AI: What’s in Store for '24


AI: What’s in Store for '24

Here at the start of 2024, the future of AI stands at an exciting juncture. Given the amazing developments we’ve witnessed over the last twelve months or so, it’s a safe bet that 2024 will be another mind-blowing year. But what, specifically, will the developments be? I asked some fellow members of the Tenyx team, as well as a few external friends and colleagues, to give me their expert vision of what the year holds for AI. I’ve divided them into four groups: Consciousness, Economics, Large Language Models (LLMs), and Active AI.

1. Machine consciousness next year? Of course not, but...

Let’s start with the most provocative topic: AI consciousness. Leading computational neuroscientist and author of the best-selling book Being You, Anil Seth, makes a safe prediction — but then adds a twist: “In 2024, AI will not become conscious, but increasingly sophisticated combinations of language models and generative visuals - such as deepfakes - will deliver systems that increasingly appear to be conscious." Interacting with such systems as if they were conscious may become well-nigh irresistible.

Human-AI interactions will increase not only in quality, but in quantity. My Tenyx teammate Sarath Shekkizhar predicts a surge in human interactions with AI agents, potentially surpassing day-to-day human-human interactions, at least in developed nations. Because of this, he stresses, “it is crucial that we acknowledge and proactively navigate a secure path amidst this rising influence and integration of AI into our everyday lives."

2. The Economics of AI

Lower Costs

The lion’s share of the predictions I received concerned the costs and economic effects of AI — and there was reassuring unanimity in their expectations: lower costs.

Chien-Wei Lin, also at Tenyx, bases his predictions on data from Taiwan Semiconductor Manufacturing Corporation (TSMC). In Q3, TSMC reported that although AI-driven processors presently contribute 6% to their revenue stream, projections indicate a promising trajectory, with TSMC anticipating a 50% Compound Annual Growth Rate (CAGR) in this sector over the upcoming five years (see, e.g., Chien-Wei Lin’s analysis: “This growth is likely to drive an increased supply of GPUs, subsequently leading to a reduction in the costs associated with GPU instances.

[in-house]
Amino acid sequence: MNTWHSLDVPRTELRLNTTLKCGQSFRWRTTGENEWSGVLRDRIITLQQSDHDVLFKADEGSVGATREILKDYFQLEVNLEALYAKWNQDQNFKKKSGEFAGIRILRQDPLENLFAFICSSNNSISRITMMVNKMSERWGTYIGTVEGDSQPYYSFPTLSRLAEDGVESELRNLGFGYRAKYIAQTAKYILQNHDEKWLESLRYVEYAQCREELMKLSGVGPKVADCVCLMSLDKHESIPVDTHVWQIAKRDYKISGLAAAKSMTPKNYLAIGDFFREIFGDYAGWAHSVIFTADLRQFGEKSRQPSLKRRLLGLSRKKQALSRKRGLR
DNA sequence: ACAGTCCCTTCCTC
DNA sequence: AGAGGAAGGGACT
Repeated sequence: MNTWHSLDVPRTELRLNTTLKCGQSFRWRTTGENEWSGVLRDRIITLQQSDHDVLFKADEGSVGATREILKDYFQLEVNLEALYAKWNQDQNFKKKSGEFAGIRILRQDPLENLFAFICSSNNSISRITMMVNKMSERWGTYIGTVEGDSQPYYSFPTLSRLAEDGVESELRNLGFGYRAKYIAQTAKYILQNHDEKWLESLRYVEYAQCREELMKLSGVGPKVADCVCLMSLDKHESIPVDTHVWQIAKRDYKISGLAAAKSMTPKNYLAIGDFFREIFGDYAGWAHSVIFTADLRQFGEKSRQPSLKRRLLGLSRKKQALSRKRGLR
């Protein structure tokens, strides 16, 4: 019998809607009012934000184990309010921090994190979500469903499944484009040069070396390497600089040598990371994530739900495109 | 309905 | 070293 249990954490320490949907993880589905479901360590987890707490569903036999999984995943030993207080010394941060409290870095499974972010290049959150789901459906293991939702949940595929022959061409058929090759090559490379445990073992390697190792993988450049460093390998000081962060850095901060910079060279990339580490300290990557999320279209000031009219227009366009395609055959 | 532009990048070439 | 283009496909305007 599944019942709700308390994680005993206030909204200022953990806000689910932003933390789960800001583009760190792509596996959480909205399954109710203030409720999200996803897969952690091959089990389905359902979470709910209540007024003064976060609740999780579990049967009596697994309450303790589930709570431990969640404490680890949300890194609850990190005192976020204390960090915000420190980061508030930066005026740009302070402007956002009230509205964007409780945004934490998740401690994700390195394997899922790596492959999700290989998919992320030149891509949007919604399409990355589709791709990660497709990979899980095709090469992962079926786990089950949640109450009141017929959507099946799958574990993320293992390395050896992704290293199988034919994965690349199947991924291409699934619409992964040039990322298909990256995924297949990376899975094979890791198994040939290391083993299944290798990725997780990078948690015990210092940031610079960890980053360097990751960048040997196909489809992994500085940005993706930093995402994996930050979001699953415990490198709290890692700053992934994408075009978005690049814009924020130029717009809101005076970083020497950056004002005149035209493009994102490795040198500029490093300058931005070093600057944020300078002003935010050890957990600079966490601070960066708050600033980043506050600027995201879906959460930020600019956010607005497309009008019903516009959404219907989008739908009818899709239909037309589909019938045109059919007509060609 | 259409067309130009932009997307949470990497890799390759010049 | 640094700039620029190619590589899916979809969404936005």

AI on the Edge

This surge in demand will have knock-on effects. Chien-Wei Lin expects it to “steer chip manufacturers towards prioritizing the development of energy-efficient inference chips tailored for edge devices in the forthcoming year.” This dovetails with one of Paco Nathan’s predictions. Nathan, a respected AI Industry veteran, predicts “an increase in low-power/embedded/edge use cases for large models.” Nathan also independently predicts a continued drop in the Inference costs of large AI models, which will, he foresees, “change the landscape of use cases”.

Empowering AI Start-Ups

Sarath Shekkizhar is in broad agreement with these expectations for 2024, predicting “a substantial and exponential reduction in AI system costs, driven by advancements in both infrastructure and algorithms.” He expects the effects of this will be far-reaching: “This shift towards quicker and more efficient methodologies is poised to reshape the foundation of next-generation AI architectures and propel certain AI companies to the forefront.” One upshot will be that smaller models will be more powerful than they are at present.

Impact on Labor

Jobs centered around data creation and refinement will continue to proliferate, perhaps doubling globally, presenting a significant boost to job markets, especially in rural areas. This surge in opportunities has the potential to uplift hundreds of thousands of individuals out of poverty, marking a pivotal shift in economic landscapes worldwide.

3. Large Language Models (LLMs)

Currently, Large Language Models dominate the AI scene. What can we expect for them in 2024?

Again, Nathan and Shekkizhar are in broad agreement.  Nathan predicts that we’ll see “a large range of specialized tasks solved by deep learning in general, thanks to investments in tooling due to LLMs.”  Shekkizhar foresees a transition away from one-size-fits-all approaches, particularly in enterprises. "I believe we will see a pronounced shift towards customized LLMs, underlining the imperative for personalization beyond one large pre-trained model + prompt engineering."